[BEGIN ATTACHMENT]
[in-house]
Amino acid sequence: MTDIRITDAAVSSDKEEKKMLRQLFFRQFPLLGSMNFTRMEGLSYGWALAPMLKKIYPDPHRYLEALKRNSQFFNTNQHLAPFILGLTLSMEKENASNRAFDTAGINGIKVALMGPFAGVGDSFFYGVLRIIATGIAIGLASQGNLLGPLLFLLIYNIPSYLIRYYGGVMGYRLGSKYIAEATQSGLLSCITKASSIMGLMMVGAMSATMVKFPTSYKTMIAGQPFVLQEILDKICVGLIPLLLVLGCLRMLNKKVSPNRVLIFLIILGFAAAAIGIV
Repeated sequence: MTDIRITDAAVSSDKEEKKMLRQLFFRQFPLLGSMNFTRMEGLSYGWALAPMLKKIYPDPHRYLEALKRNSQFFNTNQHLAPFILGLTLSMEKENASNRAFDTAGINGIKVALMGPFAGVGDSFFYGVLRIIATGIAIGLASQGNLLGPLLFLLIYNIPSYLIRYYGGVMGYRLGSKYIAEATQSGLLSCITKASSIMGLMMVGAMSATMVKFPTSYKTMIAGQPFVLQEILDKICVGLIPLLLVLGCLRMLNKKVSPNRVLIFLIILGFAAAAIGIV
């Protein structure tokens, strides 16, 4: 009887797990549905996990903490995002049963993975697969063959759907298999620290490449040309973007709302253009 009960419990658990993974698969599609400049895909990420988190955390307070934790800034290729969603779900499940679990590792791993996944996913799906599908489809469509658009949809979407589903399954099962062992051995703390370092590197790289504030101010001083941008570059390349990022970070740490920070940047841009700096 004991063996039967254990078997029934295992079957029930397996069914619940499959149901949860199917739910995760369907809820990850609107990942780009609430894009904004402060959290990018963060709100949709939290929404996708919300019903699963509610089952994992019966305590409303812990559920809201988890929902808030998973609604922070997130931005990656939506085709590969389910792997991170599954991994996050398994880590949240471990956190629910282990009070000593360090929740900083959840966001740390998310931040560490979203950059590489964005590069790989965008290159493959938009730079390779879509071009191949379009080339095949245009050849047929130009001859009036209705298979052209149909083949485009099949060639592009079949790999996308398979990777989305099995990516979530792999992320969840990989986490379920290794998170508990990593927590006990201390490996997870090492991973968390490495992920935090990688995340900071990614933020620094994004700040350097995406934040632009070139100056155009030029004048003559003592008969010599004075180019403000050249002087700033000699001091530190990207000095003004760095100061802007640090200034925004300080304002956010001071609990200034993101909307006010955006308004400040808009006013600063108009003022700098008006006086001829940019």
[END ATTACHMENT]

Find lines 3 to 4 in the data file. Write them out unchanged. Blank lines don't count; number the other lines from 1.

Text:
Repeated sequence: MTDIRITDAAVSSDKEEKKMLRQLFFRQFPLLGSMNFTRMEGLSYGWALAPMLKKIYPDPHRYLEALKRNSQFFNTNQHLAPFILGLTLSMEKENASNRAFDTAGINGIKVALMGPFAGVGDSFFYGVLRIIATGIAIGLASQGNLLGPLLFLLIYNIPSYLIRYYGGVMGYRLGSKYIAEATQSGLLSCITKASSIMGLMMVGAMSATMVKFPTSYKTMIAGQPFVLQEILDKICVGLIPLLLVLGCLRMLNKKVSPNRVLIFLIILGFAAAAIGIV
């Protein structure tokens, strides 16, 4: 009887797990549905996990903490995002049963993975697969063959759907298999620290490449040309973007709302253009 009960419990658990993974698969599609400049895909990420988190955390307070934790800034290729969603779900499940679990590792791993996944996913799906599908489809469509658009949809979407589903399954099962062992051995703390370092590197790289504030101010001083941008570059390349990022970070740490920070940047841009700096 004991063996039967254990078997029934295992079957029930397996069914619940499959149901949860199917739910995760369907809820990850609107990942780009609430894009904004402060959290990018963060709100949709939290929404996708919300019903699963509610089952994992019966305590409303812990559920809201988890929902808030998973609604922070997130931005990656939506085709590969389910792997991170599954991994996050398994880590949240471990956190629910282990009070000593360090929740900083959840966001740390998310931040560490979203950059590489964005590069790989965008290159493959938009730079390779879509071009191949379009080339095949245009050849047929130009001859009036209705298979052209149909083949485009099949060639592009079949790999996308398979990777989305099995990516979530792999992320969840990989986490379920290794998170508990990593927590006990201390490996997870090492991973968390490495992920935090990688995340900071990614933020620094994004700040350097995406934040632009070139100056155009030029004048003559003592008969010599004075180019403000050249002087700033000699001091530190990207000095003004760095100061802007640090200034925004300080304002956010001071609990200034993101909307006010955006308004400040808009006013600063108009003022700098008006006086001829940019």